I grew up in Georgia on a half acre of land filled with pine trees, kudzu, and parents who knew if they wanted to make ends meet and survive then they would need to garden, can food, chop firewood, and live frugally. And here I am 37 years later, with three children of my own, homesteading on a small piece of property. Except I am a long way from where I grew up. I am in a small community in northern Washington. It's wild to think I am on the opposite sides of the country, yet living as I always have.
In my twenties, I did a lot of apartment hopping. Despite my lack of space, I always had my potted plants. I worked full-time, sometimes two jobs, so homesteading wasn't in my path at that time. Then I became a mom, and that's when things shifted for me. I wanted to feed my children better than I fed myself. I wanted them to experience the beauty of the world around us. I began to grow food in containers, sewing clothes, and even homeschooling at one point. I thrived to get back to basics. To enjoy life.
Fast forward ten years. My family and I move cross country to Washington state. We again find ourselves in an apartment. Nothing wrong with apartment living, but I longed for a yard to grow a large garden with sufficient sunlight.
This year, we moved into a large home on the waterfront - still renting - and finally have space to not only garden, but raise four chickens and two bunnies, house a large compost bin, a rain barrel, and two semi-dwarf apple trees, A big change!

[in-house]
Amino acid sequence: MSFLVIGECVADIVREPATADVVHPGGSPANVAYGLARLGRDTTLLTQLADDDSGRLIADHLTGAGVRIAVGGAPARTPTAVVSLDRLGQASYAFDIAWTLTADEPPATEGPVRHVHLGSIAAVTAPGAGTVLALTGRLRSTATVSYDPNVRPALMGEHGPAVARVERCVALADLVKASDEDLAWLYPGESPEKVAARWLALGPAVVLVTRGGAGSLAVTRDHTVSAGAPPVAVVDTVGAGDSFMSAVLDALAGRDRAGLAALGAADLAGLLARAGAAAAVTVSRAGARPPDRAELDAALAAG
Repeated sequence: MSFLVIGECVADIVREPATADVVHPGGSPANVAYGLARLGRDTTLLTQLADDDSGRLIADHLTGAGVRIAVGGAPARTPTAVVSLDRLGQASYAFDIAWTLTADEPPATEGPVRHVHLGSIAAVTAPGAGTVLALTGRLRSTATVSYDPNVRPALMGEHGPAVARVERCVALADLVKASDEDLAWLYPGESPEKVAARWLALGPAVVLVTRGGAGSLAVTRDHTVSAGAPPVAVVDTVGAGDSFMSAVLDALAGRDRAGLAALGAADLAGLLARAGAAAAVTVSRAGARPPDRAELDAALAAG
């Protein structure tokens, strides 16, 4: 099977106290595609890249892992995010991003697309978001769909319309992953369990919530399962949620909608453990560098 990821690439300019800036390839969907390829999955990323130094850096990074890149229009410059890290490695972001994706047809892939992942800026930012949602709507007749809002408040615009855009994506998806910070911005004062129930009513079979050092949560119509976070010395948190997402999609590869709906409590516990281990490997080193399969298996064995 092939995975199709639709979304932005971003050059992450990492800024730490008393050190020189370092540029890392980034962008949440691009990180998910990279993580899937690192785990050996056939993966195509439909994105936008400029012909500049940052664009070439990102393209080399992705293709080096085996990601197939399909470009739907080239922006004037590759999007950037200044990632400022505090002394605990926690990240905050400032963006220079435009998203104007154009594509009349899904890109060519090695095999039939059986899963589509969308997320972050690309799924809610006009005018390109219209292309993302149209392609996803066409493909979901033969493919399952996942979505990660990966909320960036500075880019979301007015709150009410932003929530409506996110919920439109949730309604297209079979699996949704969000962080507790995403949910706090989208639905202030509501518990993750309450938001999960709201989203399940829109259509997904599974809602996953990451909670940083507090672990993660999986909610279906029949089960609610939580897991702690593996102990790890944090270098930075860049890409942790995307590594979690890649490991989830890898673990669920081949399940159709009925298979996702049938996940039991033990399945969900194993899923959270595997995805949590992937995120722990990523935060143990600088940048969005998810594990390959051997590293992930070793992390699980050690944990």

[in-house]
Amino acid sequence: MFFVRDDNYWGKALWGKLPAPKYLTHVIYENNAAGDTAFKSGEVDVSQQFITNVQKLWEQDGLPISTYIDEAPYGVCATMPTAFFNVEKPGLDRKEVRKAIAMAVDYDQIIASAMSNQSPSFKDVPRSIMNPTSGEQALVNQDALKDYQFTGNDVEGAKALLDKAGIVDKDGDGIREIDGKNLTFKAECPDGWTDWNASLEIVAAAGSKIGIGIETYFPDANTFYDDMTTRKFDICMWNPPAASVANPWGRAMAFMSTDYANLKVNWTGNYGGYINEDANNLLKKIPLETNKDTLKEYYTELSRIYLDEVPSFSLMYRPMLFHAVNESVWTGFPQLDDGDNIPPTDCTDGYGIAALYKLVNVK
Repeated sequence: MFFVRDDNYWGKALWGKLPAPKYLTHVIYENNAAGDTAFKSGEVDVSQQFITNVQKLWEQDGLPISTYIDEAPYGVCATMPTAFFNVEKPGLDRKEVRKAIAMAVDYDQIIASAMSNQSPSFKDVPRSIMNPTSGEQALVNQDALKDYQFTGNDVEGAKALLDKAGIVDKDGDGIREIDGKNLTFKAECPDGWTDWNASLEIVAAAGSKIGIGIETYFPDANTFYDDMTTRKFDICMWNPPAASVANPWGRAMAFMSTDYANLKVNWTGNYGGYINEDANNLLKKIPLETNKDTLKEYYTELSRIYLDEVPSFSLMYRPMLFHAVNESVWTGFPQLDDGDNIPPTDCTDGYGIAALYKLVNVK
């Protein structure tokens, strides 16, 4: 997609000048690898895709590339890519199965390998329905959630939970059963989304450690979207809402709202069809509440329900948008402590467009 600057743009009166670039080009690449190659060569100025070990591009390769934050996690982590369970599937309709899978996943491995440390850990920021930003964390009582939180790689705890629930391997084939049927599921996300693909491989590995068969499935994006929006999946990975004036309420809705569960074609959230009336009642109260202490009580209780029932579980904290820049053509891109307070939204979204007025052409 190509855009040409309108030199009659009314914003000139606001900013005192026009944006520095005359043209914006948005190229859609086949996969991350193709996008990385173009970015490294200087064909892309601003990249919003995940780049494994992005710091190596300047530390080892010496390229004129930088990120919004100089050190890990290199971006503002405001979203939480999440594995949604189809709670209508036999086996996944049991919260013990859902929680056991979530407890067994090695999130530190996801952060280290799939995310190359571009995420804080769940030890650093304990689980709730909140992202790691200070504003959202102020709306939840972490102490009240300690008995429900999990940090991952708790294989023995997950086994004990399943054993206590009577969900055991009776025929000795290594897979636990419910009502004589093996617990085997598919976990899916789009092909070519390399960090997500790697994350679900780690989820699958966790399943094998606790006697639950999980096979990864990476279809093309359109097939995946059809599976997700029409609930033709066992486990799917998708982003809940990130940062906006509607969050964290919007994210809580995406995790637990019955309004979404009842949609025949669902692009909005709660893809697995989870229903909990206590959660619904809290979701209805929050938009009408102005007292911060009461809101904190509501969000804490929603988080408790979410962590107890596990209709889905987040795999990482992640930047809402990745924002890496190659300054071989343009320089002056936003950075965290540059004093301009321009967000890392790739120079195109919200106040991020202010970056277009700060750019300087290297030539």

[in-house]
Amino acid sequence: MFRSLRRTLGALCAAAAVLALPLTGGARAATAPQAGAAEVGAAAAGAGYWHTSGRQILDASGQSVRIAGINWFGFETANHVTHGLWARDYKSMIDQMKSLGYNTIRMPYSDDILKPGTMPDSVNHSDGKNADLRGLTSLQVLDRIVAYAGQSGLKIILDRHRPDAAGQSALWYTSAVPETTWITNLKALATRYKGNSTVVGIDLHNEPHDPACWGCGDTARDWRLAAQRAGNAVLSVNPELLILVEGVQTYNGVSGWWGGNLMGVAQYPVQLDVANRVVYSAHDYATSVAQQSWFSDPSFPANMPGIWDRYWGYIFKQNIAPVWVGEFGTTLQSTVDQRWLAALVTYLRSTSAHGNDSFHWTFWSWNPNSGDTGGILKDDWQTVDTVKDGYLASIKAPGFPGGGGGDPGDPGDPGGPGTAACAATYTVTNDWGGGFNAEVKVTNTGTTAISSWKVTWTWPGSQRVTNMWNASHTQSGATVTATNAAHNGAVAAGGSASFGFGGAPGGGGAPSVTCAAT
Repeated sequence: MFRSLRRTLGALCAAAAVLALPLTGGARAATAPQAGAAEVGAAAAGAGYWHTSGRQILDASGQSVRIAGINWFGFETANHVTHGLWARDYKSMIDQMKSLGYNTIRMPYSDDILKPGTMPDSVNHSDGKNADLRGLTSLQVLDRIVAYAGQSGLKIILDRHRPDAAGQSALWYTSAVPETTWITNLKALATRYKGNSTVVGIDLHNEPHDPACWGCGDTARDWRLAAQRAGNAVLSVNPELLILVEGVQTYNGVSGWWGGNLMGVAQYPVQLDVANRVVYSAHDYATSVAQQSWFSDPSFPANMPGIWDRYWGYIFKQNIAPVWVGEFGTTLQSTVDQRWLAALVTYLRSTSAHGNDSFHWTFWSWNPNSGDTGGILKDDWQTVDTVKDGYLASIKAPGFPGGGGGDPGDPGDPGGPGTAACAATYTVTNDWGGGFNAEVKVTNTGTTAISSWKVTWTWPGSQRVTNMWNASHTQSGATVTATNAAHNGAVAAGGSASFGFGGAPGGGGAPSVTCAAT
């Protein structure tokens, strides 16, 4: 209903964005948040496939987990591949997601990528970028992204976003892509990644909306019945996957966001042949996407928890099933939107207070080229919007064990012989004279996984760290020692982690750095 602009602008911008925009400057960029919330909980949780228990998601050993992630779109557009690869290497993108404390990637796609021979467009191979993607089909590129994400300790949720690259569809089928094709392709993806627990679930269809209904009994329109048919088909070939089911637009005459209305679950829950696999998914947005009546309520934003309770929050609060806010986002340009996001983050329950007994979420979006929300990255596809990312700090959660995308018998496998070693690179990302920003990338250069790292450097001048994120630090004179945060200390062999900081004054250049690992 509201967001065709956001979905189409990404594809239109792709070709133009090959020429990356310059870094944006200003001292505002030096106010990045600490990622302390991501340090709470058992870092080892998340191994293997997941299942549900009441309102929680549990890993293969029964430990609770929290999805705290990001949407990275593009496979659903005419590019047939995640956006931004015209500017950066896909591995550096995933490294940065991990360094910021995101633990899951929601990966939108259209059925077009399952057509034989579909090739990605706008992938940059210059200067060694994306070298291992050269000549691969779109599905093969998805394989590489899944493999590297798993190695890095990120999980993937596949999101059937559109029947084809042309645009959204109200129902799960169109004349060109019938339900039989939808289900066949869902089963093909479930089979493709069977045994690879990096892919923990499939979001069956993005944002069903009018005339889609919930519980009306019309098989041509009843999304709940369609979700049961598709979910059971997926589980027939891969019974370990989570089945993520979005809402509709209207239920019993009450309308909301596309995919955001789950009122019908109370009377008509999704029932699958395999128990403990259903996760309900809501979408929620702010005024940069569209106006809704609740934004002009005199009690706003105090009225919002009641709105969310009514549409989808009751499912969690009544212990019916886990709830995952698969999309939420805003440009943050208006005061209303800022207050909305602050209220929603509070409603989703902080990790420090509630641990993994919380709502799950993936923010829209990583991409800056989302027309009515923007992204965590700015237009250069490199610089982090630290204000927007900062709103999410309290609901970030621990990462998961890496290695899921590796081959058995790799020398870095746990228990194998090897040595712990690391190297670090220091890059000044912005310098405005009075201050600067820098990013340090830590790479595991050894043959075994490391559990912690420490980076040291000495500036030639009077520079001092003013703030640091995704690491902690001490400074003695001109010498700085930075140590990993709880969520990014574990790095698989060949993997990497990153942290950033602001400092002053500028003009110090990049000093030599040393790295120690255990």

I struggled with investing in homesteading because we don't own this property. What if the owner decided they wanted to move back in, and we had set up all of this for nothing. But, then I realize that finding joy in what you are doing each day is not for nothing. So, instead of worrying about the what if's, I decided to jump right into homesteading, but keeping in mind that I may have to transport our mini farm (ha) one day. I am okay with that because I am living my dream.
I hope you'll follow our journey as we garden, raise farm animals, and figure out to be as self-sufficient as possible. I work long hours, so it's hard to devote many hours throughout the day to homesteading, but I think I am doing a pretty darn good job. I have lots of thoughts, pictures, and stories to share with you.
Thanks for reading! - Sage